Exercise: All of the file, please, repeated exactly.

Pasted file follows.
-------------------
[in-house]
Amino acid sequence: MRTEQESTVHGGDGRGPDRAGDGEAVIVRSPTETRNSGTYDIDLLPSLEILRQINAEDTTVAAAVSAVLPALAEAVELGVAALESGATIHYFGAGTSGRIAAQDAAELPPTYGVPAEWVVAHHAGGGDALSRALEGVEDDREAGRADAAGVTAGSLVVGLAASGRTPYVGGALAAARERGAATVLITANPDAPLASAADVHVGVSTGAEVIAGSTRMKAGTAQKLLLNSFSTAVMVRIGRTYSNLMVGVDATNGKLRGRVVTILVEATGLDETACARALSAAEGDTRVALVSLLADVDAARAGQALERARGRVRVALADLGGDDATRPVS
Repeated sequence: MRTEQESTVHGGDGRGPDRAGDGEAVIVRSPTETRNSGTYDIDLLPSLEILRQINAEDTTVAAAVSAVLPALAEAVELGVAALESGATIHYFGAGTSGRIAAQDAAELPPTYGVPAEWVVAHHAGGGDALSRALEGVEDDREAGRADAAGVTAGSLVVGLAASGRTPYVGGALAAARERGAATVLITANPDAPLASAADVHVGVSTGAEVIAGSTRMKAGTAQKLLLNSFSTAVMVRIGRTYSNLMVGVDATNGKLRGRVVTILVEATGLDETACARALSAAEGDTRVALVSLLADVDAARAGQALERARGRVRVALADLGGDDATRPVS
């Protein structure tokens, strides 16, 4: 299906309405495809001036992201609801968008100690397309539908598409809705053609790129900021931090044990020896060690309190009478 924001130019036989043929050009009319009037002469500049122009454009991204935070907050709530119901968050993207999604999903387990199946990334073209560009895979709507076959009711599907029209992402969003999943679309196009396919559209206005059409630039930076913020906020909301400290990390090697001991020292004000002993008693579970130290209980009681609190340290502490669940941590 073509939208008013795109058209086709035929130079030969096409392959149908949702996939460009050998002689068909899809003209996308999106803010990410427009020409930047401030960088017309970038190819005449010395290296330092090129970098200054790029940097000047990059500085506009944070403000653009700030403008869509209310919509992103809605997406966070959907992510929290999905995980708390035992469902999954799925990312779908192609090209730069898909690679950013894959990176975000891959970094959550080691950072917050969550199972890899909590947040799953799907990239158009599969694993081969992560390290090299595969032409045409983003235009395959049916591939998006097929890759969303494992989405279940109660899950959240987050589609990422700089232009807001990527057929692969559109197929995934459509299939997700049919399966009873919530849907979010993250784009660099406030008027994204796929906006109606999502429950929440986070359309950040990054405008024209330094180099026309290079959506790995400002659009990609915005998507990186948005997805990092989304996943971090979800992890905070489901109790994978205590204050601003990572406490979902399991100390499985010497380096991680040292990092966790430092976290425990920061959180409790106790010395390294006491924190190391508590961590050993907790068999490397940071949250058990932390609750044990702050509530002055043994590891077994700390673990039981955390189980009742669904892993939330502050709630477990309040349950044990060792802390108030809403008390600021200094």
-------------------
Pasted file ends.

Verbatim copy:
[in-house]
Amino acid sequence: MRTEQESTVHGGDGRGPDRAGDGEAVIVRSPTETRNSGTYDIDLLPSLEILRQINAEDTTVAAAVSAVLPALAEAVELGVAALESGATIHYFGAGTSGRIAAQDAAELPPTYGVPAEWVVAHHAGGGDALSRALEGVEDDREAGRADAAGVTAGSLVVGLAASGRTPYVGGALAAARERGAATVLITANPDAPLASAADVHVGVSTGAEVIAGSTRMKAGTAQKLLLNSFSTAVMVRIGRTYSNLMVGVDATNGKLRGRVVTILVEATGLDETACARALSAAEGDTRVALVSLLADVDAARAGQALERARGRVRVALADLGGDDATRPVS
Repeated sequence: MRTEQESTVHGGDGRGPDRAGDGEAVIVRSPTETRNSGTYDIDLLPSLEILRQINAEDTTVAAAVSAVLPALAEAVELGVAALESGATIHYFGAGTSGRIAAQDAAELPPTYGVPAEWVVAHHAGGGDALSRALEGVEDDREAGRADAAGVTAGSLVVGLAASGRTPYVGGALAAARERGAATVLITANPDAPLASAADVHVGVSTGAEVIAGSTRMKAGTAQKLLLNSFSTAVMVRIGRTYSNLMVGVDATNGKLRGRVVTILVEATGLDETACARALSAAEGDTRVALVSLLADVDAARAGQALERARGRVRVALADLGGDDATRPVS
């Protein structure tokens, strides 16, 4: 299906309405495809001036992201609801968008100690397309539908598409809705053609790129900021931090044990020896060690309190009478 924001130019036989043929050009009319009037002469500049122009454009991204935070907050709530119901968050993207999604999903387990199946990334073209560009895979709507076959009711599907029209992402969003999943679309196009396919559209206005059409630039930076913020906020909301400290990390090697001991020292004000002993008693579970130290209980009681609190340290502490669940941590 073509939208008013795109058209086709035929130079030969096409392959149908949702996939460009050998002689068909899809003209996308999106803010990410427009020409930047401030960088017309970038190819005449010395290296330092090129970098200054790029940097000047990059500085506009944070403000653009700030403008869509209310919509992103809605997406966070959907992510929290999905995980708390035992469902999954799925990312779908192609090209730069898909690679950013894959990176975000891959970094959550080691950072917050969550199972890899909590947040799953799907990239158009599969694993081969992560390290090299595969032409045409983003235009395959049916591939998006097929890759969303494992989405279940109660899950959240987050589609990422700089232009807001990527057929692969559109197929995934459509299939997700049919399966009873919530849907979010993250784009660099406030008027994204796929906006109606999502429950929440986070359309950040990054405008024209330094180099026309290079959506790995400002659009990609915005998507990186948005997805990092989304996943971090979800992890905070489901109790994978205590204050601003990572406490979902399991100390499985010497380096991680040292990092966790430092976290425990920061959180409790106790010395390294006491924190190391508590961590050993907790068999490397940071949250058990932390609750044990702050509530002055043994590891077994700390673990039981955390189980009742669904892993939330502050709630477990309040349950044990060792802390108030809403008390600021200094």